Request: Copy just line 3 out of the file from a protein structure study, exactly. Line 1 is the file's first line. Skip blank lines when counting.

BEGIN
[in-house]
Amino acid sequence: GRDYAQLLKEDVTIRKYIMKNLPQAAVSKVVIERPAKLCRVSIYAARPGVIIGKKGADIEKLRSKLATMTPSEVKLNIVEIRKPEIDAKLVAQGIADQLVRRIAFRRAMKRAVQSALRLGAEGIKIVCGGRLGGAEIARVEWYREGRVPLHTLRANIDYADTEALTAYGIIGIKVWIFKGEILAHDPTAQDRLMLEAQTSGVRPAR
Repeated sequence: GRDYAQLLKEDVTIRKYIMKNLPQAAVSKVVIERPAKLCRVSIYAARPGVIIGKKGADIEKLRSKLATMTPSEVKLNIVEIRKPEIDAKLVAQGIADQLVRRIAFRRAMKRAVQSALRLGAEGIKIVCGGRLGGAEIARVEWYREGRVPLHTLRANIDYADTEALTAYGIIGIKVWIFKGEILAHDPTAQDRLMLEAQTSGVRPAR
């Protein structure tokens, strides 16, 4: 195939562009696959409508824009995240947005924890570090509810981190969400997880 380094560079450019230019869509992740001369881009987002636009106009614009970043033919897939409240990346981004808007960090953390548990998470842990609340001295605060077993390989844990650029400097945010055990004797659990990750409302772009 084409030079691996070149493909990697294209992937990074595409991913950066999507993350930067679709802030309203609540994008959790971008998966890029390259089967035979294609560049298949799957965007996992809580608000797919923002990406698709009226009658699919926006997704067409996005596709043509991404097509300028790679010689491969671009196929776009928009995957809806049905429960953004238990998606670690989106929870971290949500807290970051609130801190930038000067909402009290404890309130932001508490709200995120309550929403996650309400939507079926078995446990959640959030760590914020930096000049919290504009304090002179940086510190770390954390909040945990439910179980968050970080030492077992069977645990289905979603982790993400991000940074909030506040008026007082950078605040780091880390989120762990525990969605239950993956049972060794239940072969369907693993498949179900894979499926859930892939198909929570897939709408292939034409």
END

Repeated sequence: GRDYAQLLKEDVTIRKYIMKNLPQAAVSKVVIERPAKLCRVSIYAARPGVIIGKKGADIEKLRSKLATMTPSEVKLNIVEIRKPEIDAKLVAQGIADQLVRRIAFRRAMKRAVQSALRLGAEGIKIVCGGRLGGAEIARVEWYREGRVPLHTLRANIDYADTEALTAYGIIGIKVWIFKGEILAHDPTAQDRLMLEAQTSGVRPAR